A Dubai hotel has taken a big step when it comes to sustainably sourcing ingredients at its in-house restaurants – by setting up a vertical hydroponic farm on-site.
Having produce grown on the premises reduces its carbon footprint and transport costs for the buyer.
“We are doing it for two reasons. A chef will always want the freshest and best possible ingredients, and the need to think of sustainability is immense,” said the property’s executive chef, Tobias Pfister.
“We all need to reduce our carbon footprints. The food is literally grown here and then served on the tables.
“There’s no transportation or logistics involved. I can actually go in the morning to the farm and cut the lettuce and have it in a salad bowl that lunchtime.”
In vertical farming, crops are grown in layers on top of one another, while hydroponics is the process of growing plants in nutrient-rich liquid instead of soil.
A sustainable strategy
The farm, which is about 40 square metres, is inside a sealed container on the property’s grounds in Dubai Marina.
Plants, including lettuce, kale, basil, rosemary and thyme will be grown year-round.
“Sustainability is becoming something that’s an important part of the conversation for every hospitality company,” said Mr Pfister.
“It’s becoming an important trend for every chef.”
He also said food security was thrown under the spotlight by the Covid-19 pandemic.
“We all saw how supply chains were interrupted. All industries were impacted, not just hospitality, and it was important to learn lessons from that,” he said.
“Companies in this region import a lot of their products, so we saw the importance of coming up with alternatives to help localise these markets.”
The Ritz-Carlton’s vertical farm was created in collaboration with Green Container Advanced Farming, a hydroponics specialist.
The method is often said to be a solution to the long-standing problem of finding areas to farm in rapidly urbanising areas.
“It has been established in many cities across the world already; it’s nothing new,” said Mr Pfister.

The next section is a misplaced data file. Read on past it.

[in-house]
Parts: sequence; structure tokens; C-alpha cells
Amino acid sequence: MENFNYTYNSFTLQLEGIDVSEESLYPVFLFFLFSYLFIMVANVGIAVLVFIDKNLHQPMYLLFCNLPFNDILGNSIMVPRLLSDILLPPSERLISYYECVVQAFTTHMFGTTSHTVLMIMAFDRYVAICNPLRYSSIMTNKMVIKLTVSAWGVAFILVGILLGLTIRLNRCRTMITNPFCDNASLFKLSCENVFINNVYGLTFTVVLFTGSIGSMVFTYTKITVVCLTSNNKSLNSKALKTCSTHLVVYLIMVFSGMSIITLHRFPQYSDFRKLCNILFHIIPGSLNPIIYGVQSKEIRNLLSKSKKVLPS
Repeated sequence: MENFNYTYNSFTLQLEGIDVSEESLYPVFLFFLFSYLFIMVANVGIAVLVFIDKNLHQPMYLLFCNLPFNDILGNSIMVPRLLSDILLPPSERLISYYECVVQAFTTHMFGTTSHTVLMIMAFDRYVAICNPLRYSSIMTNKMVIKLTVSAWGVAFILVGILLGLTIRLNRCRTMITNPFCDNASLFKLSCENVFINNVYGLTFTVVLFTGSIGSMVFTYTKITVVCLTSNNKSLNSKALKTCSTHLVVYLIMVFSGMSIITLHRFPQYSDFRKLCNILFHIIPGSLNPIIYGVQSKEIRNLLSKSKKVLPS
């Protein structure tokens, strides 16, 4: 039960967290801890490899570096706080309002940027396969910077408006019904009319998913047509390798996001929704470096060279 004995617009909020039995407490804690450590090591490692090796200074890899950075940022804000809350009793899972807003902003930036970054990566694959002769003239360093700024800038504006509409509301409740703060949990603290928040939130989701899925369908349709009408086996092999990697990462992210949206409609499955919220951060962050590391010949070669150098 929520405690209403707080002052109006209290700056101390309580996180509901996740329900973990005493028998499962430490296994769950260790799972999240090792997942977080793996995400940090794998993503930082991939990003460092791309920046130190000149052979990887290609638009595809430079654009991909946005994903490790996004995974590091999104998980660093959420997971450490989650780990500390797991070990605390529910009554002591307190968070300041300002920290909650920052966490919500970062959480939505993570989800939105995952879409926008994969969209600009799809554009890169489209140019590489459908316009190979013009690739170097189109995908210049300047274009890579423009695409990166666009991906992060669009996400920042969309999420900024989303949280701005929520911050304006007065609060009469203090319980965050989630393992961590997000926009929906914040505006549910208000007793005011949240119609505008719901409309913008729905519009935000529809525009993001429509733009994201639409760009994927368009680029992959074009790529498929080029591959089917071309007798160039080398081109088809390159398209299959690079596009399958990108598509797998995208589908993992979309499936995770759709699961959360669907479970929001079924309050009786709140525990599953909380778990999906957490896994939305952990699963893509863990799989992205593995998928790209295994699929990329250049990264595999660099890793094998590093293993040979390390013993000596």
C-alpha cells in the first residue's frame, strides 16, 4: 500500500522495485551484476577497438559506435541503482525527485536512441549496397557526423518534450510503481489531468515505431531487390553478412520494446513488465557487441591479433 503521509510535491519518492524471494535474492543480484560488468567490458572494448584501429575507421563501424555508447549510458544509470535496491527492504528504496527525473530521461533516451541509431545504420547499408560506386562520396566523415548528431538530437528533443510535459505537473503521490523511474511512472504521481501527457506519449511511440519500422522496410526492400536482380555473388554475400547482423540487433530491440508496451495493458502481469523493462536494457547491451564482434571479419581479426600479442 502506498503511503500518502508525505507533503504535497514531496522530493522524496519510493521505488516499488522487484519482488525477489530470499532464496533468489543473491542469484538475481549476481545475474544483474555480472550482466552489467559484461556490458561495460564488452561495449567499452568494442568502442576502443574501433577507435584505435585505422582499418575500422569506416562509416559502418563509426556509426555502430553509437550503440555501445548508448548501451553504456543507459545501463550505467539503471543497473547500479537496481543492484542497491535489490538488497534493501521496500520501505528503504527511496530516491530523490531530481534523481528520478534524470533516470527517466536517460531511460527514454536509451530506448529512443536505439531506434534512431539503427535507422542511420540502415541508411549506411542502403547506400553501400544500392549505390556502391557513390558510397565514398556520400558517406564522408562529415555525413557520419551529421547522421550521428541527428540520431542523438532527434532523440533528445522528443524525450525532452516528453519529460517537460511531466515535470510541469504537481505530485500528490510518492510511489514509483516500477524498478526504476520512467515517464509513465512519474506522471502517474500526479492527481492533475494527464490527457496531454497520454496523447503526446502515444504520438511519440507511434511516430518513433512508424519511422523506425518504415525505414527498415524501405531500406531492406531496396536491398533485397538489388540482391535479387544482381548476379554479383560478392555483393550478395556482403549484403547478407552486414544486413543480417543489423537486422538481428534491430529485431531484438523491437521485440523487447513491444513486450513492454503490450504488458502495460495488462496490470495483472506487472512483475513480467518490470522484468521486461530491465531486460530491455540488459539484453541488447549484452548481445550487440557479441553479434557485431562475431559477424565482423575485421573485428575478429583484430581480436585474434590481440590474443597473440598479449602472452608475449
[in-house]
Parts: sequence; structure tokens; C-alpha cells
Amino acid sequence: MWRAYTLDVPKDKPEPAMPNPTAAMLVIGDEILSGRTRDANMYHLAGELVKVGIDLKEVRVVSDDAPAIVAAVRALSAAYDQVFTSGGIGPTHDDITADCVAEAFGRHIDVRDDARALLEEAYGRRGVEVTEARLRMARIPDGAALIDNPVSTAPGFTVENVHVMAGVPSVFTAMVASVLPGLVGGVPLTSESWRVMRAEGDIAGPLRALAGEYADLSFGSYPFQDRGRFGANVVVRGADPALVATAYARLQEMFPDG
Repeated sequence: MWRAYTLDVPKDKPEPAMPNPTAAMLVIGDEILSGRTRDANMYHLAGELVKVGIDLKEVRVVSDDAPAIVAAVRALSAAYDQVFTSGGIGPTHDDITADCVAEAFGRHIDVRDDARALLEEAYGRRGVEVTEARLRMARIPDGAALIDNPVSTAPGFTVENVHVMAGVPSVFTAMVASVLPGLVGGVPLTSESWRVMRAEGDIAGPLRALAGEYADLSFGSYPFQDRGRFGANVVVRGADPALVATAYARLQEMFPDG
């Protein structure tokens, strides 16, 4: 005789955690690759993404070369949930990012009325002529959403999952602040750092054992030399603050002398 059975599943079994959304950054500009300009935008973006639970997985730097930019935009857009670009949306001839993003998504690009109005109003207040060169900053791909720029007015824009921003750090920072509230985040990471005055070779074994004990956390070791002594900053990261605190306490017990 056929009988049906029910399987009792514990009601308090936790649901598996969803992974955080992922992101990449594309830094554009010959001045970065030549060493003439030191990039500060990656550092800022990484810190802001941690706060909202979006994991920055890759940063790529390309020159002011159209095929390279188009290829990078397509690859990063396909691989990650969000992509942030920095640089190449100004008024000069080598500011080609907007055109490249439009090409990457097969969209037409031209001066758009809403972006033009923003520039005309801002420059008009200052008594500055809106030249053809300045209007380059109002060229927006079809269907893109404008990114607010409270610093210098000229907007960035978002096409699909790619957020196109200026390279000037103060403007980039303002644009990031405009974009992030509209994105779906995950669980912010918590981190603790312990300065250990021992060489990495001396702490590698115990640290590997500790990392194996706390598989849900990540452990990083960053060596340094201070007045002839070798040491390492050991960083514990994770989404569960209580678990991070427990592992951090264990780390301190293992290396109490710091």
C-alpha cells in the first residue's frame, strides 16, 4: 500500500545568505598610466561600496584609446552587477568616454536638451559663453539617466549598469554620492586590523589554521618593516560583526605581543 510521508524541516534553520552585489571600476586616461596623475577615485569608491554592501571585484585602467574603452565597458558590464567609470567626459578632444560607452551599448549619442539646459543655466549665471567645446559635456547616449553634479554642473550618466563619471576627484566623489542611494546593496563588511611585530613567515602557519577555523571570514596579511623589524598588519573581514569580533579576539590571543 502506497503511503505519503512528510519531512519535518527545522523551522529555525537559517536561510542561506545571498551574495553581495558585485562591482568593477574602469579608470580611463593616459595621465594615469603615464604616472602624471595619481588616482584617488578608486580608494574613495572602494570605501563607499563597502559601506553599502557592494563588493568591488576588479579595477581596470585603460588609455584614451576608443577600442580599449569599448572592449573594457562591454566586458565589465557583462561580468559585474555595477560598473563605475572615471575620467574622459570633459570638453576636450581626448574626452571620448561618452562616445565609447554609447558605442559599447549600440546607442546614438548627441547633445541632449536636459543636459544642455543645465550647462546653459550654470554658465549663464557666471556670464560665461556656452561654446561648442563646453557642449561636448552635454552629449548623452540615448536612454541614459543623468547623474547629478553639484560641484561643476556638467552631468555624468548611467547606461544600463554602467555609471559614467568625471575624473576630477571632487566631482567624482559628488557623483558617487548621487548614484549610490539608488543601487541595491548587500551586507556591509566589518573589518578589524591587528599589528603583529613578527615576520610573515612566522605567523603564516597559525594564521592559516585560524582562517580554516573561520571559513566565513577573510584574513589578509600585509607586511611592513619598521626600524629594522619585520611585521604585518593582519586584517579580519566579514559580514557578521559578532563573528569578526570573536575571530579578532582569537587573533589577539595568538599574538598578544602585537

“When cities keep growing it means space becomes limited and conventional farming methods become unrealistic. This is clearly a way forward.”
Vertical farming on the up
US vertical farm company AeroFarms broke ground on a research and development centre in the capital last summer.
The 8,200-square-metre facility is part of a $150 million plan by Abu Dhabi Investment Office to bring cutting-edge technology to the forefront of efforts to improve food security.
At about that time, Sokovo, an agricultural technology company, announced it was building a 92,000-square-metre vertical farm at Dubai Industrial City.
“The significance of this launch is twofold; we are firstly supporting the UAE on its journey to increasing sustainability, while also enabling our guests to eat locally grown produce, which of course, is more environmentally friendly, but also superior in quality, taste and freshness,” said Jeroen Elmendorp, general manager of The Ritz-Carlton, Dubai.
“Looking forward, we aim to boost responsible operations, which involves placing sustainability at the heart of all that we do.
“I am confident the launch of our very own hydroponic facility will provide our guests with an incredible culinary experience.”